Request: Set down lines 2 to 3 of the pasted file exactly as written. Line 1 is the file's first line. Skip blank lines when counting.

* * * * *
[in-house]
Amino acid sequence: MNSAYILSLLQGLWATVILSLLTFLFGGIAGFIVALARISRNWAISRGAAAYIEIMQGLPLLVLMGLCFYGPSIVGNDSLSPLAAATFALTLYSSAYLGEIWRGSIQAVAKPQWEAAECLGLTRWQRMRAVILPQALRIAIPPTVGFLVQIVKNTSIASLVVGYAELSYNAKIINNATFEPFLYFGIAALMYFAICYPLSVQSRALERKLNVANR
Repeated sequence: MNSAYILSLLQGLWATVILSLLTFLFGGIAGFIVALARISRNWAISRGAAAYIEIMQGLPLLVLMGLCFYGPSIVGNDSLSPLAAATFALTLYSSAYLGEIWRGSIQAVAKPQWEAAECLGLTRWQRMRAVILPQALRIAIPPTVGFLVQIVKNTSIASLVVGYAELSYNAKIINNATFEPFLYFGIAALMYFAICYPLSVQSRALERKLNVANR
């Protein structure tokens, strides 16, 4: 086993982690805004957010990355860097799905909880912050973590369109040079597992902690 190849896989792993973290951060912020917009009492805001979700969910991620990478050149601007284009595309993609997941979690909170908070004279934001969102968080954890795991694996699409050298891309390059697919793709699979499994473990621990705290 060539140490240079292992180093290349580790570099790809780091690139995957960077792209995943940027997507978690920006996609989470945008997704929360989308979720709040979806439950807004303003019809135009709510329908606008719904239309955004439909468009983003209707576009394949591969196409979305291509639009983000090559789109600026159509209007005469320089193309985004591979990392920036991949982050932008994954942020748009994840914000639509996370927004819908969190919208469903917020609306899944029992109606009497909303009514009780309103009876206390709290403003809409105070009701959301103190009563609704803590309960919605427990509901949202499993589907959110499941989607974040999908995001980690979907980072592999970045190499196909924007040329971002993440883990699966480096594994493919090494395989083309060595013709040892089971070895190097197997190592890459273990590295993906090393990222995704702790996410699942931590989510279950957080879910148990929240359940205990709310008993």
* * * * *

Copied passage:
Amino acid sequence: MNSAYILSLLQGLWATVILSLLTFLFGGIAGFIVALARISRNWAISRGAAAYIEIMQGLPLLVLMGLCFYGPSIVGNDSLSPLAAATFALTLYSSAYLGEIWRGSIQAVAKPQWEAAECLGLTRWQRMRAVILPQALRIAIPPTVGFLVQIVKNTSIASLVVGYAELSYNAKIINNATFEPFLYFGIAALMYFAICYPLSVQSRALERKLNVANR
Repeated sequence: MNSAYILSLLQGLWATVILSLLTFLFGGIAGFIVALARISRNWAISRGAAAYIEIMQGLPLLVLMGLCFYGPSIVGNDSLSPLAAATFALTLYSSAYLGEIWRGSIQAVAKPQWEAAECLGLTRWQRMRAVILPQALRIAIPPTVGFLVQIVKNTSIASLVVGYAELSYNAKIINNATFEPFLYFGIAALMYFAICYPLSVQSRALERKLNVANR